Do you have a favorite national park?  Which is it?  Please join the fun by voting in the poll below.

Without question, my vote goes to Yellowstone National Park.  To see the absolute best that mother nature has to offer, you simply must see Yellowstone.  It has everything– the most amazing landscapes with mountains, rivers, lakes, waterfalls, canyons, forests, valleys, all teeming with wildlife, and geysers, mudpots, and fumaroles thrown in for good measure.  In fact, Yellowstone has more geysers than everywhere else in the world combined, according to the ranger that led us on a geyser walk at Old Faithful.  Established in 1872 and dedicated by President U. S. Grant, Yellowstone was the first national park in the United States and in the entire world.  It’s that remarkable.

Yellowstone is the eighth largest national park in the U.S. (the top 6 are in Alaska and number 7 is Death Valley), 63 miles long from the north border to the south and 54 miles from east to west, and 3472 square miles.  Just the drive in and out each day from hotels outside the park takes considerable time. I tried to find accommodations in the park months before our trip with no success. On a whim, I called the reservations number the morning of our arrival in September, 2013, and the Lake Yellowstone Hotel had a room for 2 nights. What serendipity! The oldest operating hotel in the park, the Lake Hotel was built in 1891 and is on the list of national historic places.  It’s currently in the process of a massive refurbishment and we were fortunate to get a room in the yet unrefurbished section for $200 per night. They told us the rate would be $339 per night after renovations are complete, which is outside my travel budget so we’re lucky to have stayed when we did.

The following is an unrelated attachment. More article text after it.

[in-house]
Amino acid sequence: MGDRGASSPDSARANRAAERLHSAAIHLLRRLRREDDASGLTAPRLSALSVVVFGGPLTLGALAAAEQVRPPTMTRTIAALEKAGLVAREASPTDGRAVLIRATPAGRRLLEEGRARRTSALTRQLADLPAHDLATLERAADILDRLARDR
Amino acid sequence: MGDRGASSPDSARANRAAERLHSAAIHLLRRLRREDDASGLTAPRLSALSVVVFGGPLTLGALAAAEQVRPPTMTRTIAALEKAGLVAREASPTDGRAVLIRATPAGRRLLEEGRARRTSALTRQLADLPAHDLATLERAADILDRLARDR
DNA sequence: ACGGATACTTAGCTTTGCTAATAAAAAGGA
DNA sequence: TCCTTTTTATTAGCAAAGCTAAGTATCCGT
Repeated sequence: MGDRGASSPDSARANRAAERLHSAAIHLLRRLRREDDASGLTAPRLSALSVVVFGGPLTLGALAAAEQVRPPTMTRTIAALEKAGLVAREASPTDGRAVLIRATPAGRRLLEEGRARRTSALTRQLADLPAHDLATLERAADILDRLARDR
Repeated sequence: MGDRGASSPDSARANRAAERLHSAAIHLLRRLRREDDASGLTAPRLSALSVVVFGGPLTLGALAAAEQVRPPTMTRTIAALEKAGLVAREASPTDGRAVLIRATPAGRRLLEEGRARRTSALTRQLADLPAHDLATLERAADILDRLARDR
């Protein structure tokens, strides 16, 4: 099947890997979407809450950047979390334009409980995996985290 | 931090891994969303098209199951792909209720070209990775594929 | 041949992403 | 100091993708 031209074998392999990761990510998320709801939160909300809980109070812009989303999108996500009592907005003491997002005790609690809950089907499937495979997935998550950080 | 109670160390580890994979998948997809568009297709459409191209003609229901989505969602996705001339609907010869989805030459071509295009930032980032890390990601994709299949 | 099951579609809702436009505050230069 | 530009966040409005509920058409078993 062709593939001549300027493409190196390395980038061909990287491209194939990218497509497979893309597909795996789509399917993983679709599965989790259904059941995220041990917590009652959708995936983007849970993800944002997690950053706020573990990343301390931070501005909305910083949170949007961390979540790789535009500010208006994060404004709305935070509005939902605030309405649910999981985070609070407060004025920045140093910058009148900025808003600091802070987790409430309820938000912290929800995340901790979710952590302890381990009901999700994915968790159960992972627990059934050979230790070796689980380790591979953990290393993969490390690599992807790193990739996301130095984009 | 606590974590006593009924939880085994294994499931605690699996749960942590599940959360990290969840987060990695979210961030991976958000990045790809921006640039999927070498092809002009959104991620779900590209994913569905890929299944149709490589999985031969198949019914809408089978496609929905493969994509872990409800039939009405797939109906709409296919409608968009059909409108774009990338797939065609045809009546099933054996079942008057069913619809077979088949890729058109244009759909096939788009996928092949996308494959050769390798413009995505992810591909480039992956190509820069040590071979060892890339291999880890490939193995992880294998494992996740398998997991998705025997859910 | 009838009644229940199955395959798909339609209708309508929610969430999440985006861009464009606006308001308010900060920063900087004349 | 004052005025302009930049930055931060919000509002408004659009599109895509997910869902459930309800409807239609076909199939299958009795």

Lake Yellowstone Hotel

What a great experience to stay in this iconic hotel with such historic and elegant ambiance.  I loved having no television but admittedly suffered with no internet.  We took the free tour of the hotel and because it was just days before the end of season, we were the only two people on our tour.  We hit it off right away with our guide, a retired woman from Oregon who tried to recruit us to work in the park before the tour was over.  The tour essentially covered expansions, additions, and renovations to the hotel but we were particularly interested to hear about the recovery of one of the historic touring cars.  The 11 passenger touring car with a removable canvas top was produced by White Motor Company replacing the stagecoach or surrey to provide tours within the park. Private vehicles were allowed in the park beginning in 1915 but use was strongly discouraged and the admission cost was prohibitive.  Today the restored touring car is used once again to provide tours allowing the guest to focus on watching wildlife rather than the road.  With over 3.6 million visitors each year, that’s a good thing.

Touring car at Lake Yellowstone Hotel

Touring car at Lake Yellowstone Hotel


Today, there are 67 species of mammals in Yellowstone and all species of large mammals that were present when Europeans first explored this territory have been restored to the park.  Wild bison have inhabited the area continuously, the largest concentration of elk in the world is here, a large grizzly bear population is protected in the park, and the gray wolf was reintroduced in the area in 1995.  We saw plenty of bison and elk and even saw a bear but the pictures I took couldn’t capture it so far back in the trees.

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10 thoughts on “Yellowstone